The Queen of Poisons sounded like a good read, so I requested an ARC from Netgalley and the publishers. Besides, it gives me a Q for my Alphabet Soup Challenge for 2024. If only there were more U, V, X, Y and Z s!
The Queen of Poisons (Marlow Mystery Club #3)
by Robert Thorogood
Geoffrey Lushington, Mayor of Marlow, dies suddenly during a Town Council meeting. When traces of aconite – also known as the queen of poisons – are found in his coffee cup, the police realise he was murdered. But who did it? And why?
The police bring Judith, Suzie and Becks in to investigate as Civilian Advisors right from the start*, so they have free rein to interview suspects** and follow the evidence to their heart’s content, which is perfect because Judith has no time for rules and standard procedure. But this case has the Marlow Murder Club stumped. Who would want to kill the affable Mayor of Marlow? How did they even get the poison into his coffee? And is anyone else in danger? The Marlow Murder Club are about to face their most difficult case yet . . .
There’s no trouble jumping in at No 3 as your first foray into the Marlow Murder Club, as there’s nothing relating to previous cases involved. The women seem intent on trampling all over any evidence, and interview people off the cuff, which I’m sure will make the evidence inadmissible, but it’s all in good fun. Just a warning in case you like your cosies a little more police procedural.
My first impression, having read Mr Thorogood’s bio in which he says he’s been mad about Miss Marple stories since he was ten, was that he had been impressed too much, as the first couple of chapters read terribly old fashioned. This wears off, fortunately, into quite a jolly caper.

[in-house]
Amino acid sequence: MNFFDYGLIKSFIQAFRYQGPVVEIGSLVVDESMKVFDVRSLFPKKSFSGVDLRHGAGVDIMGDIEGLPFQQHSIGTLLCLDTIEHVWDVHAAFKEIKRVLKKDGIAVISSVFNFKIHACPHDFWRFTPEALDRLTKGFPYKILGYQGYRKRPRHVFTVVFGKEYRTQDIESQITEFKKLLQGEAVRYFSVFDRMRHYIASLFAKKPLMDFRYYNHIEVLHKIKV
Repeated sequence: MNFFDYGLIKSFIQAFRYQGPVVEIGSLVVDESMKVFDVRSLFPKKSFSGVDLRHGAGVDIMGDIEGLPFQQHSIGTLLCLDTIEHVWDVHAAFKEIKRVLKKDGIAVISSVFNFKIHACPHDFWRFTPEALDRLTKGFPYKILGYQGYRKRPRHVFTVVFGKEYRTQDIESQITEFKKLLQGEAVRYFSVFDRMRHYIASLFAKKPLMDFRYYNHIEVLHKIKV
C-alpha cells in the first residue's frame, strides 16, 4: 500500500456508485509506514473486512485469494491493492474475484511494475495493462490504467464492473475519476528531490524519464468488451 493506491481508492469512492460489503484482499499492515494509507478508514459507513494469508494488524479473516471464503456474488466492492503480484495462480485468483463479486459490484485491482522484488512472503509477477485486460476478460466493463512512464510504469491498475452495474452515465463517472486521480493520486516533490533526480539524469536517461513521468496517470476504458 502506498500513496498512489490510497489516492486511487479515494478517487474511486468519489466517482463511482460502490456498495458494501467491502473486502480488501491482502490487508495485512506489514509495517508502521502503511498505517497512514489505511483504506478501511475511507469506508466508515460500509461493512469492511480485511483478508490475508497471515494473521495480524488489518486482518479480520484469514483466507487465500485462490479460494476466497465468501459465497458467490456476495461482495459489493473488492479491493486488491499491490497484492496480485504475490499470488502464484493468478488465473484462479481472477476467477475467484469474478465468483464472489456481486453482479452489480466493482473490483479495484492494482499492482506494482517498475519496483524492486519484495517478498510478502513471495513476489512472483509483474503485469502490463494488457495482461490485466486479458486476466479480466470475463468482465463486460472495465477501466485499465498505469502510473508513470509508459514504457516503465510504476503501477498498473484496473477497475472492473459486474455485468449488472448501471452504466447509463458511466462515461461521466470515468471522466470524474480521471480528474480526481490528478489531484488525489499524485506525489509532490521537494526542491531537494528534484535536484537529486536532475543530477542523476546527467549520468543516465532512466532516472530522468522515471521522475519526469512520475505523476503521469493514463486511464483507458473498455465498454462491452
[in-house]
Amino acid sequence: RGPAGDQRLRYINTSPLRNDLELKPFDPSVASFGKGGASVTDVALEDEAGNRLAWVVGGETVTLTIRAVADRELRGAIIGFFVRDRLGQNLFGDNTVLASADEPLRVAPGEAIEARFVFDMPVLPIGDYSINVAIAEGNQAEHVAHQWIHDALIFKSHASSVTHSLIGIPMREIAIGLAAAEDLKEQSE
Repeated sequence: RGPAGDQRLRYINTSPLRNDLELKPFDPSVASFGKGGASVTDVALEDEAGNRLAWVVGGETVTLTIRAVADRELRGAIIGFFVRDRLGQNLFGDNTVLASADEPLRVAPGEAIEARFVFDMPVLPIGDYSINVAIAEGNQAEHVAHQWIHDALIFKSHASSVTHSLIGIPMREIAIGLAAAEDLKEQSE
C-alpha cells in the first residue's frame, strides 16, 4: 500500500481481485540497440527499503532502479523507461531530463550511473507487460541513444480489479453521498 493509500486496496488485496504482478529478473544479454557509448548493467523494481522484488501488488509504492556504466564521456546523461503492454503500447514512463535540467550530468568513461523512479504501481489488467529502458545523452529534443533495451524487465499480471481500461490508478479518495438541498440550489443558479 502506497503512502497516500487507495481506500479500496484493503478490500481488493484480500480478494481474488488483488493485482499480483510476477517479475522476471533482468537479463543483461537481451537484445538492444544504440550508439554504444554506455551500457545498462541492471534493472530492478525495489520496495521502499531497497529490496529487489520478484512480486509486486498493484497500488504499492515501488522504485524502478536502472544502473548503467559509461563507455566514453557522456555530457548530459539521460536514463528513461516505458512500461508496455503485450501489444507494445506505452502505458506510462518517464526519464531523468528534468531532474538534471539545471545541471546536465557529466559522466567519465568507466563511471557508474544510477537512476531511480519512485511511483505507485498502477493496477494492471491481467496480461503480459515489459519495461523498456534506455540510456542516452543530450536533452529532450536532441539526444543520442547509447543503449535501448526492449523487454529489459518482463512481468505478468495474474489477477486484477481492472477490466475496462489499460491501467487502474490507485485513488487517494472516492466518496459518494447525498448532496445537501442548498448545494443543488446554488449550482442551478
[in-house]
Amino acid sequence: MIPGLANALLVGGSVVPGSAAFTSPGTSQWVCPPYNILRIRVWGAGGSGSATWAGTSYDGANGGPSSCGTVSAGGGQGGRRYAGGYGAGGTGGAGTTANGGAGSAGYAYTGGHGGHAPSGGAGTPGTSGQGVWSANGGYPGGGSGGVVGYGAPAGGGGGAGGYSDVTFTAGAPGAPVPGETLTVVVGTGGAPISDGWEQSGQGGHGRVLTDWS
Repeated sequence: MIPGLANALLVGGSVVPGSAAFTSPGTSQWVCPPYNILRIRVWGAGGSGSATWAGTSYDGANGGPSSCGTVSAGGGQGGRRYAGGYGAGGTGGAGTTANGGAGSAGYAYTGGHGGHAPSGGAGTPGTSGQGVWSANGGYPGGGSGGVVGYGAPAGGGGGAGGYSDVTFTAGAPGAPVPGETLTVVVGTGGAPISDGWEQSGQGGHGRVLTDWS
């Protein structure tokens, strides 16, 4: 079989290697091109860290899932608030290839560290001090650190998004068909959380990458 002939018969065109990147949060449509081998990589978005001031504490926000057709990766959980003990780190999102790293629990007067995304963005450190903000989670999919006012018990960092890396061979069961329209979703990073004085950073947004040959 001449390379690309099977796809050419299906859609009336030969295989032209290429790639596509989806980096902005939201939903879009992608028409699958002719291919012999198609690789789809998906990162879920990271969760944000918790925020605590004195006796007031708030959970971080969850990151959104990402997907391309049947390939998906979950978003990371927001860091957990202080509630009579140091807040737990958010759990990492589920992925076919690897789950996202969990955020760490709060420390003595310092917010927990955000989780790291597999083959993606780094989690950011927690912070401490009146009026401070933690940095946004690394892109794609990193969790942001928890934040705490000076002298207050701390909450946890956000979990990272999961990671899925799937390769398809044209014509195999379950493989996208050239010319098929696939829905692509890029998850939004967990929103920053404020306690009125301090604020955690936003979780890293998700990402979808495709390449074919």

There’s an awful lot of things I think a good editor should have picked up, some in phrasing and some in factual detail, but am I too fussy? I mean… what is an undeveloped field? It’s either a field or it’s been developed (or in process) and is no longer a field. Obviously nobody bothered to check the planning process and local powers, or bat surveys, and what to do if a rare one was found. Also, checking the habitat used by the named rare one might have been good. Although, I suppose it would have ruined several strands of the author’s story.
It was convoluted, to say the least. So many suspects, so many ways to suspect them. So little proof until they’d scrabbled around and conveniently found things. It was all so contrived. Two of the women are very badly characterised and I could not tell who was who when they were speaking, or remember which was which when they were named. And as for the tropes Mr Thorogood reaches into for his motivations… I can’t imagine why half his readership haven’t burnt his books by now.
My messages for Mr Thorogood are: remember ‘a woman needs a man like a fish needs a bicycle’. I think that’s around 100 years old now, but it’s as relevant as ever. And check your facts better.
*The police don’t bring them in, they bring themselves in and railroad themselves onto the police team.
**they are told they are not to interview suspects.